5 traits of a bad preceptor
See one. Do one. Teach one.
This mantra is well-known in the nursing world. It’s how we as nurses have learned and will learn most of the skills (and knowledge) we possess.
The application of knowledge into practice is an amazing challenge. None of these skills would be part of our repertoire without the expert tutelage of a sage preceptor. That nurse who has experience in the trenches, who has walked the walk. Every nurse can tell you a story or two about their preceptors.
Unfortunately, there are some who should not be given the responsibility to teach and guide those who require it. Precepting an inexperienced nurse takes a unique set of traits. The following are five traits that, if you possess, means you might want to rethink being a preceptor:
Hearing but not listening
- This is when you nod appropriately when the student is explaining or presenting, yet you simply let them talk for the sake of talking. Learn to pay attention to what the student is saying.
- After a skill is performed, you don’t rate performance. You give the students no inclination of whether they are doing well, or if they lacking the skills needed to succeed. Negative feedback is still feedback, but be sure to be constructive and not demeaning.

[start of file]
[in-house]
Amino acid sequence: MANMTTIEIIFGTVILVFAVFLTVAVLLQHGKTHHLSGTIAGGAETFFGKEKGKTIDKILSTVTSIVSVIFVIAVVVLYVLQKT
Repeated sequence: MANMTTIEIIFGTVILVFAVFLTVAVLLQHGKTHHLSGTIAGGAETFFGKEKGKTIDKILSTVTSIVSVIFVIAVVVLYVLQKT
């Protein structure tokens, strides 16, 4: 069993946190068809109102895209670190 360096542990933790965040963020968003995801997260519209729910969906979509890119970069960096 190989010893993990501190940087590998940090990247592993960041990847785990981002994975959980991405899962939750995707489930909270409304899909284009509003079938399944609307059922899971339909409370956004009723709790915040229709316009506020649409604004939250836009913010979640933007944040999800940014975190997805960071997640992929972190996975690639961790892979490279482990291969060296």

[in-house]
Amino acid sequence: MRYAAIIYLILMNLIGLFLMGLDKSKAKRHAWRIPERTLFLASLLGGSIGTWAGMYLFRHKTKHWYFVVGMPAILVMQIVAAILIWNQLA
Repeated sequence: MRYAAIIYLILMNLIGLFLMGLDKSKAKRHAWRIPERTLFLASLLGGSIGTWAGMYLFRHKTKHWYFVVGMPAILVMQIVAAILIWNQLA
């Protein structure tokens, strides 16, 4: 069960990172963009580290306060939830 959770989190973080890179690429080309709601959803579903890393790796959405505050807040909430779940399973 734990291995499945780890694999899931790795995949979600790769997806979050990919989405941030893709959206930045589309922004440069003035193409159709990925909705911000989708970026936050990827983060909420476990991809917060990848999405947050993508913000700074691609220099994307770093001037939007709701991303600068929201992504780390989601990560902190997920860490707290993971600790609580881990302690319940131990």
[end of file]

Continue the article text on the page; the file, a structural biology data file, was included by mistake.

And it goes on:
- During a new learning experience, you fail to challenge their thought processes. Having them cognitively process the skill first prompts them to think about what they are doing, not just perform it.
- Everyone has a different learning curve. Some are fast learners, others need a little extra care. You should have the time to explain a concept before and after the experience. As a preceptor, expect to have longer days.
Instructing instead of teaching
- There’s an amazing difference between instructing from personal experience and perspective and guiding students through their own thought processes. It’s your job to help them navigate through the obstacle when they veer off the path. It’s not your job to steer the wheel.
Anyone else care to add to this list?